Julian Cope’s Album of the Month

To Blacken The Pages - A Semblance of Something Appertaining to Destruction

To Blacken The Pages
A Semblance of Something Appertaining to Destruction

AOTM #104, January 2009ce
Released 2008 on Colony Records
  1. Trek In (11.06)
  2. A Semblance of Something Appertaining to Destruction (14.34)
  3. Trek Out (17.41)

Fellate the Crucified

Way up high in the mysterious mountains of central Crete, arduously accessed only via a precarious single trackway, and located in the higher foothills of legendary Mt Ida - the greatest Cretan mountain of all - the vast Antron (or cave) of Immortal Zeus is an inaccessible pad even for a Greek God, and is said to have been chosen as the birthplace of the greatest Greek God of them all, in order that his jealous father Cronos would not find the baby and kill him. Why do I tell you this? Why, because the colossal reverb that informs the music of To Blacken the Pages is very nearly as mighty as that located inside the Antron of Zeus. It’s a tumbling, tsunami of sound so large and distant that, to our uncomprehending ears, it at first appears to be barely moving… Wrong, this music is slowly sucking up all in its path, like an overly zealous Thor test-driving a vast Soviet-built steam-driven fjord dredger, first on Drives 1 & 2, then on Overdrive, then on Turbo… until … Enough already, it’s time for elevenses; Thor puts down the main attachment and knocks back a wee dram from his high rise-sized hip flask, forgetfully leaving the huge whirring apparatus to its own devices. Still casually set on ‘auto-destruction’, the contraption inhales small but exquisite streams from their rightful places on the steep steep hillside, gulps back a dozen chattering rivulets, thereafter plucking whole swathes of verdant young woodland barely a century old, all swept calamitously from their precarious perches on the steep slopes as the unaware God relaxes, surveying the distant horizon. Enormous bursts of energy followed by brief periods of complete inactivity, that’s the sound of To Blacken The Pages.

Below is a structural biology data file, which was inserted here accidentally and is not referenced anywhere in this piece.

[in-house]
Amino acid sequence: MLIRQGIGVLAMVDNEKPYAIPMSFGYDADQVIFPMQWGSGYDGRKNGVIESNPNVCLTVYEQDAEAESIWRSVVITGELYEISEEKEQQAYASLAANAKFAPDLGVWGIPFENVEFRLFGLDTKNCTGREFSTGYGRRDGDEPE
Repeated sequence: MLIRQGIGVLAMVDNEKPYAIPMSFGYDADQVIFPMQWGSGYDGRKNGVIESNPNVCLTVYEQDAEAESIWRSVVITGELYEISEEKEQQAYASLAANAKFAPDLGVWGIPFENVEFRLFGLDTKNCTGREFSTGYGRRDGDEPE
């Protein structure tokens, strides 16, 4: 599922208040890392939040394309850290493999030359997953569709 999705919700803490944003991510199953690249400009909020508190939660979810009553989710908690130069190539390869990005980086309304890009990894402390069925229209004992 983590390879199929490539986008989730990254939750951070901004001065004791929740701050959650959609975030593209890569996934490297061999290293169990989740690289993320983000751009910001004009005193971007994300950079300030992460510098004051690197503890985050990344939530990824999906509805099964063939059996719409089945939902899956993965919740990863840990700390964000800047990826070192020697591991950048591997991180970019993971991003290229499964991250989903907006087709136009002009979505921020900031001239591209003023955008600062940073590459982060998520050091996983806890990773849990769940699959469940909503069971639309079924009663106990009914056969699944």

The Loneliest Grave

This is true Death Music and it’s good for you, aching music worthy of someone’s funeral and a dead cert to play that role sometime in the future. I enthusiastically recommend you bathe your melted plastic brain in such sonick goo, undertaking the task with a zealot’s thoroughnesse, for the playing of true Death Music unleashes the same psycho-serum as that contained in Joy Division’s songs ‘Dead Souls’ and ‘New Dawn Fades’, the Stooges’ ‘Anne’, the New York Dolls’ “Frankenstein’, The Nefilim’s ‘Wail of Sumer’, Hawkwind’s ‘Assault & Battery’, my own ‘Safesurfer’, ‘Courts or Wars’, Funkadelic’s ‘Maggot Brain’ title track, the tailout on ‘Sleepwalker’s Timeless Bridge’(the WOLF CITY-period Amon Düül 2 Mellotronic masterpiece), and the tailout/afterburn of Roxy Music’s ‘In Every Dream Home a Heartache’, all presenting a colossally dark and infinitely decayed beauty in their Visions of the World, worldviews from the very boundaries of culture; the Inuit Onlooker, the Blakean Visionary looking ‘not with but through the Eye’, the view from the Dead themselves out in the graveyard is apt. Opening track ‘Trek In’ commences with analogue North Wind and the kind of chugging chordal guitar that evoke the image of a spectral Viking Death Ship surging slowly through the low Skagerrak mists. The enormous quarter hour title track follows, commencing with another shrill avalanche of verdant feedback propelled herein by a basic drumbox programme, over which clambers a Titanic chordal bass guitar and vast eternities of K. Levine/J. McGeogh e. guitar, the results of which conspire to cacophonize into pure No Wave, a real Cleveland Smog of a track. The album concludes with the splendid and eerily beautiful Nordic hymn ‘Trek Out’, a nearly 18-minute-long Deathmarch of near-Rallizes Denudés Uber funereal ‘Sally Go Round The Roses’-clodplod, and all in their dub-stylee BLIND BABY-phase, phew! Yes please. A friend on an Aberdeenshire oil rig once recorded the sound of the BP drillbit screaming & riding deep into the Mother Earth, and that same heavenly orchestral collision of the Primordial and the Industrial is exhibited within the vast slownesse of this music by To Blacken the Pages. It's a panoramic overload of emotion, as immense as a visit to a Bronze Age city or a legendary lake, a music that drenches listeners and leaves them ensnared in its clutches and weakened with sonic exhaustion. Yes, this music is comparable in some ways to the enormous sounds unleashes by Nadja, Urthona, Spaceship, and their solitary ilk, but the space and periods of relative inactivity contained within the music of To Blacken The Pages makes this an unearthly noise all its own. Run by Dublin artist and composer Paul McAree, this Lone Wolf Ensemble only emerged at the beginning of last year with their epic debut album NONE, yet already they appear to be almost in full fight. Let’s hope this coming year brings even greater evidence of the fertile mind and Clear Vision of Mr McAree’s trip. And, as its epically barbarian and over-reaching nature has been such a useful to one such as I, so I figured y’all should be clued into the muse and work of this fellow Brother Motherfucker. Right on.


To Blacken The Pages – NONE (Colony Records 2008)